# Square Root. Part 1 – iterative version.

Recently I had to implement square root algorithm in an FPGA. During research I found quite old, but interesting article: “A New Non-Restoring Square Root Algorithm and Its VLSI Implementations” written by Yamin Li and Wanming Chu. For educational purposes I decided to implement presented algoritm in VHDL.

Authors propose various versions of the algorithm – pipelined and iterative. Both versions calculate one bit per cycle and use only ADD/SUB operation. The difference is in resources and performance. Pipelined version can produce the new result in every cycle, but it uses much resources. For every stage are needed separated registers and ALU units. Iterative version is very lightweight, because in every stage are used the same registers and only one single ALU unit. However it can initiate a new square root instruction only when the old one is finished.

### Iterative version

How the algorithm works in iterative version can be seen in Fig. 1. For details please refer directly to the article. Fig. 1. Iterative version of square root algorithm. src.: “A New Non-Restoring Square Root Algorithm and Its VLSI Implementations”

#### Implementation

Below you can find implementation in VHDL. I placed here only the most interesting parts. To investigate all codes, please refer to the sources on gitlab.com.

Start conditions are displayed below. Register aluInLoopR keeps values which go out from ALU unit. At beginning it is filled with ‘0’. Only two LSB bits are driven by two MSB bits from data input. Accordingly to specification, register aluInQ is also filled with ‘0’, except bit . Register cyc_cnt counts the cycles to give output about finished calculation.

```if (i_startCal = '1') then
data                   <= shift_left(unsigned(iv_data), 2);
aluInLoopR             <= (others => '0');
aluInLoopR(1 downto 0) <= unsigned(iv_data(G_DATA_W-1 downto G_DATA_W-1-1));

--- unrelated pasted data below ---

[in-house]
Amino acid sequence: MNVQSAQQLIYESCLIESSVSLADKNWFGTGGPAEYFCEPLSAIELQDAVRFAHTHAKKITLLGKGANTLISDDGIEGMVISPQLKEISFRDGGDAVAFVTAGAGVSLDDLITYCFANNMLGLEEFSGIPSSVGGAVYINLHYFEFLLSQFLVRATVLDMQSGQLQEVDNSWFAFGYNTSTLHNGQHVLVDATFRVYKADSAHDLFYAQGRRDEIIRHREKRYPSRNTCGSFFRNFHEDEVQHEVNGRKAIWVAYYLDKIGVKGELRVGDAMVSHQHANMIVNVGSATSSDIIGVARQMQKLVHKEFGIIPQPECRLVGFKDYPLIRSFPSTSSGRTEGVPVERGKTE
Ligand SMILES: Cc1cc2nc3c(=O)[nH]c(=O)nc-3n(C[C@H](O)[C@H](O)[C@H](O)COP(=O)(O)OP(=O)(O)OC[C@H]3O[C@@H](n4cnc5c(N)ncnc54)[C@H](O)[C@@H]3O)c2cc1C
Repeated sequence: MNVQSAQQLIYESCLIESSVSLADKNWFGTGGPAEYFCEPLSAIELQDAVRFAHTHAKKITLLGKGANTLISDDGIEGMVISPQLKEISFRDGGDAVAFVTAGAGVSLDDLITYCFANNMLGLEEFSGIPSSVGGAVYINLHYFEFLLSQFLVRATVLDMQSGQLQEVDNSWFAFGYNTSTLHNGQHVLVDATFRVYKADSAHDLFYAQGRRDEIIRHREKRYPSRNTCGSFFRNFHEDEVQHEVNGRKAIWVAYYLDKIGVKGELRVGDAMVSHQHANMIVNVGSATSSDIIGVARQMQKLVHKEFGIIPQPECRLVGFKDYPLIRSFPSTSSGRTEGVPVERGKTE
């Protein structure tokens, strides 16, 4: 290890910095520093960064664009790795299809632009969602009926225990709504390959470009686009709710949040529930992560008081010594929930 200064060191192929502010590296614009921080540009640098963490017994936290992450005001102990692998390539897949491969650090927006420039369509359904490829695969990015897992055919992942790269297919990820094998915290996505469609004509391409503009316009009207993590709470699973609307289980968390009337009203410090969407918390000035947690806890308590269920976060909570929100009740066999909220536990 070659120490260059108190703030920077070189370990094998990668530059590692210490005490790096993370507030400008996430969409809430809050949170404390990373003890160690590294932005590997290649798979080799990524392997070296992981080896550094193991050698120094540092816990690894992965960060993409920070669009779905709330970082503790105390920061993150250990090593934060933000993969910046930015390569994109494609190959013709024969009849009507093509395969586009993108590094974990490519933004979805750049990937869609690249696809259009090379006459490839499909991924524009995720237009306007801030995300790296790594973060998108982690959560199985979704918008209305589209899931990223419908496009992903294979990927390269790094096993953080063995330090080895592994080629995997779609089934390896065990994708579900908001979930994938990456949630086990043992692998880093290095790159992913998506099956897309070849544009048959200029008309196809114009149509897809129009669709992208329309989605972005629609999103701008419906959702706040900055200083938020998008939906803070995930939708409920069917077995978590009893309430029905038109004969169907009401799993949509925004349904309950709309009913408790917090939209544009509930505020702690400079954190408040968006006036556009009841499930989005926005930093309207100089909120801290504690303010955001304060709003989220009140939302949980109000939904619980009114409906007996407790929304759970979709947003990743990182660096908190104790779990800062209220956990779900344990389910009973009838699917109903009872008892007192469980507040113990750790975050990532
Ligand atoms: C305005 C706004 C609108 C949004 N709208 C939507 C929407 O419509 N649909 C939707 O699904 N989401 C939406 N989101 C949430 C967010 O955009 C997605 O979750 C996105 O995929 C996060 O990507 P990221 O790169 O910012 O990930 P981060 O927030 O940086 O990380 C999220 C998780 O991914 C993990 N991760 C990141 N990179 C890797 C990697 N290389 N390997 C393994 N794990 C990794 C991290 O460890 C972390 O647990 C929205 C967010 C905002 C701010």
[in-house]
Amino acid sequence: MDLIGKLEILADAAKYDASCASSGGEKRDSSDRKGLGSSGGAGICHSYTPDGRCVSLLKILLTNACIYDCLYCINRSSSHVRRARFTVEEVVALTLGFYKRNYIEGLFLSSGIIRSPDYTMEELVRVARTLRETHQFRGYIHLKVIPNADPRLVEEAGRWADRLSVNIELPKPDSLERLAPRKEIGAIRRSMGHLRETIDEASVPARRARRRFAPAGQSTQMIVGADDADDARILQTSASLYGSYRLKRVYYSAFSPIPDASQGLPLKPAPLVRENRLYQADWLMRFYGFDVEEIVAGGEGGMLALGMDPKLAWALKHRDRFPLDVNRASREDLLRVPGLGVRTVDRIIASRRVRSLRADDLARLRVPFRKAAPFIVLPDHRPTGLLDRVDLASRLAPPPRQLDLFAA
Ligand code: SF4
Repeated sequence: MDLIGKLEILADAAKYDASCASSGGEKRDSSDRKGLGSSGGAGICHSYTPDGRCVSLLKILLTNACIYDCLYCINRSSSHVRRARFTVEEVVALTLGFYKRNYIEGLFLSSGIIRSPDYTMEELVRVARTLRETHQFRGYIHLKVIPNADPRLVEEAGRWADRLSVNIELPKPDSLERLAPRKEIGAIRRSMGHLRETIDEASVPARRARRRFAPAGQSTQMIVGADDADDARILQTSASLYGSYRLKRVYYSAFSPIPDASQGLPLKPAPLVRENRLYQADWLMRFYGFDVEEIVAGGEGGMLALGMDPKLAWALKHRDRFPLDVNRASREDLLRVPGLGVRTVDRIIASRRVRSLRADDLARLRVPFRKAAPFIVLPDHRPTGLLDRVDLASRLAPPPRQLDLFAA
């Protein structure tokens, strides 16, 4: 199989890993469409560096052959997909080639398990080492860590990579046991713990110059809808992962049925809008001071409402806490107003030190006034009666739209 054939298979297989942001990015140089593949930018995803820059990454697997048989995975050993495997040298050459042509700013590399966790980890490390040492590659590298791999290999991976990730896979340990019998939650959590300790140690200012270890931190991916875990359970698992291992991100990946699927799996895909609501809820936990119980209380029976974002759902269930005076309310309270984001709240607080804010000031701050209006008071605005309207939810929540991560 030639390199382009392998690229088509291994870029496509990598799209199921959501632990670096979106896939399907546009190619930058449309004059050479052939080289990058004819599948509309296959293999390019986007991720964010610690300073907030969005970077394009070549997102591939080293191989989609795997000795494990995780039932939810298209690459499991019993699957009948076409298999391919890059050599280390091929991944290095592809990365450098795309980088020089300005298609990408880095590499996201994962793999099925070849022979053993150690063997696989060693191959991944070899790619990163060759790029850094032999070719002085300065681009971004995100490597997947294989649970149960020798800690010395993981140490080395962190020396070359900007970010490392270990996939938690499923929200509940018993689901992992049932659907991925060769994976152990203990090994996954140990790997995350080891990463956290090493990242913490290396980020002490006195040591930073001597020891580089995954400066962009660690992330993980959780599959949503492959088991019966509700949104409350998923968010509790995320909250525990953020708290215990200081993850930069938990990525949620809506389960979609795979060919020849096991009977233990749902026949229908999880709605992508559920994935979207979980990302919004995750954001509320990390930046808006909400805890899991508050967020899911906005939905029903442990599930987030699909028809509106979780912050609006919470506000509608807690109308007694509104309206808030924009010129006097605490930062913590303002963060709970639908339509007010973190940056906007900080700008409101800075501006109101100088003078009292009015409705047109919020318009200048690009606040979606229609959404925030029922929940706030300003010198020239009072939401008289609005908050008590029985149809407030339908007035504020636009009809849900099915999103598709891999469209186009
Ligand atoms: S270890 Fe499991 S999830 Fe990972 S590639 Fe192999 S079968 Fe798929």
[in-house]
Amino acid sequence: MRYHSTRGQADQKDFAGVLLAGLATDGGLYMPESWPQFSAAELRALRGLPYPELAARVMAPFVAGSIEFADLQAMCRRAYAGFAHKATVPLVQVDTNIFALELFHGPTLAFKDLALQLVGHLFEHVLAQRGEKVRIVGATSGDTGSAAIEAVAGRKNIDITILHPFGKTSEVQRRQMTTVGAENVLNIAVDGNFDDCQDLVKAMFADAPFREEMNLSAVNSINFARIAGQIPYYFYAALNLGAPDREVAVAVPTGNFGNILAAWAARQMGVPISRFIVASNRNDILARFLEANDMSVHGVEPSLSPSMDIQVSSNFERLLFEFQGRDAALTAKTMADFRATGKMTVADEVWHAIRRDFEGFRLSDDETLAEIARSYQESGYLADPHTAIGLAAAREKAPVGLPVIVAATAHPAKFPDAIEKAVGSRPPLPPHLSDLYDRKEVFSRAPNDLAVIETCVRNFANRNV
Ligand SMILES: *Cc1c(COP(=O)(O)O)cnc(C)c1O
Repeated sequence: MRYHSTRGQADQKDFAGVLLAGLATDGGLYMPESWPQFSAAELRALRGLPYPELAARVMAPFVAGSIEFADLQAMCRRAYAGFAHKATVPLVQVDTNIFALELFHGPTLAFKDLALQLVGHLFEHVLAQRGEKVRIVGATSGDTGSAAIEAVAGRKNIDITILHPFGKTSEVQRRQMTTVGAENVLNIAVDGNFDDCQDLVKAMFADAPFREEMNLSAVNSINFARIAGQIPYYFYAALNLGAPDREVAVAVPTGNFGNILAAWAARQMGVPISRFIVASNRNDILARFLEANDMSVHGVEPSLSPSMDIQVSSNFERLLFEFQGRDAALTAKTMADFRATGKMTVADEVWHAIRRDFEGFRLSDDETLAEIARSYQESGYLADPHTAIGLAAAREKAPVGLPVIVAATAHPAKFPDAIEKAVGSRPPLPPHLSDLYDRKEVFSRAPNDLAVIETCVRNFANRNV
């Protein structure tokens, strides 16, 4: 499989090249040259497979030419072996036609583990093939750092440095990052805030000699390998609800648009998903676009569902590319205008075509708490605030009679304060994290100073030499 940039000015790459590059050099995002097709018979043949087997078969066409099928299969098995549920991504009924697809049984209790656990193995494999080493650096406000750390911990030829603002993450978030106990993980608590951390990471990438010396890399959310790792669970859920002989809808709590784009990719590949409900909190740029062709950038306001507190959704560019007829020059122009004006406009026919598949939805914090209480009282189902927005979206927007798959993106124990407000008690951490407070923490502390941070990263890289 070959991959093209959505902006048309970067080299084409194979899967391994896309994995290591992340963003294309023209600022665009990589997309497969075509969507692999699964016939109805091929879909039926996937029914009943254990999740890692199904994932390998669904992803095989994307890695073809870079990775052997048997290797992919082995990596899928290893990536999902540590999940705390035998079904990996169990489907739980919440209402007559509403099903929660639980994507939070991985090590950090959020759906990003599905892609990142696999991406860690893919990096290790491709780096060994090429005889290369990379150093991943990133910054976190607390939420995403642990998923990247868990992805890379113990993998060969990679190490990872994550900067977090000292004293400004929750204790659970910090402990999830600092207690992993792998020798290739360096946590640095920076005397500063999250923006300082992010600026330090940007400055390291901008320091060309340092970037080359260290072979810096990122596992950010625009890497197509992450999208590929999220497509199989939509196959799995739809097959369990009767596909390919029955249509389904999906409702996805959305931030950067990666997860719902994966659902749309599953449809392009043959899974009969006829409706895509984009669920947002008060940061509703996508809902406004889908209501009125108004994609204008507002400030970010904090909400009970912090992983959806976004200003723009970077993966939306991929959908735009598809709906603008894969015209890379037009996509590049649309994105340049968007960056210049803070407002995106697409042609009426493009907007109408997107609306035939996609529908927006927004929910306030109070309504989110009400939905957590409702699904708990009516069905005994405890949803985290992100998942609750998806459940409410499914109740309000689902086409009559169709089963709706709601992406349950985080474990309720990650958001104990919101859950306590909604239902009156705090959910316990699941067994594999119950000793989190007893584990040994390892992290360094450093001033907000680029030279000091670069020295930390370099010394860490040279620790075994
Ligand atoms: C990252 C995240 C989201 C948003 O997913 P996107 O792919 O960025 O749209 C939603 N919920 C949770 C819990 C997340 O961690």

aluInQ                 <= (others => '0');
aluInQ(0)              <= '1';
v_resAlu_tmp           := (others => '0');
nextOp                 <= '0';
endCal                 <= '0';
cyc_cnt                <= to_unsigned(C_CLKCYC_NR, cyc_cnt'length);
end if;```

This is the heart of the block. ADD/SUB operation depends on the last result from ALU and is driven by nextOp register. Output from ALU is kept in variable and based on it, all registers are updated in every cycle:

• data register is shifted by 2 bits
• aluInLoopR register is updated with last ALU result and 2 bits from data register on LSB positions
• aluInQ is shifted and updated with MSB from ALU
• nextOp is updated with MSB from ALU
```if cyc_cnt > 0 then
if (nextOp = '1') then
v_resAlu_tmp := aluInLoopR + aluInQ;
else
v_resAlu_tmp := aluInLoopR - aluInQ;
end if;
cyc_cnt <= cyc_cnt - 1;

-- update registers
data                           <= shift_left(data, 2);
aluInLoopR(C_ALU_W-1 downto 2) <= v_resAlu_tmp(C_ALU_W-2-1 downto 0);
aluInLoopR(1 downto 0)         <= data(G_DATA_W-1 downto G_DATA_W-1-1);
aluInQ(C_ALU_W-1 downto 2)     <= shift_left(aluInQ(C_ALU_W-1 downto 2), 1);
aluInQ(2)                      <= not v_resAlu_tmp(v_resAlu_tmp'high);
aluInQ(1)                      <= v_resAlu_tmp(v_resAlu_tmp'high);
nextOp                         <= v_resAlu_tmp(v_resAlu_tmp'high);
end if;```

At last I have to point out two details about sources:

• signals startCal and endCal inform about start and end of calculation.
• the partial remainder is not calculated and connected to the output port, but it can be done quite easily. That process is explained in the paper.

#### Simulation

Results of simulation for one calculation is depicted in Fig. 2.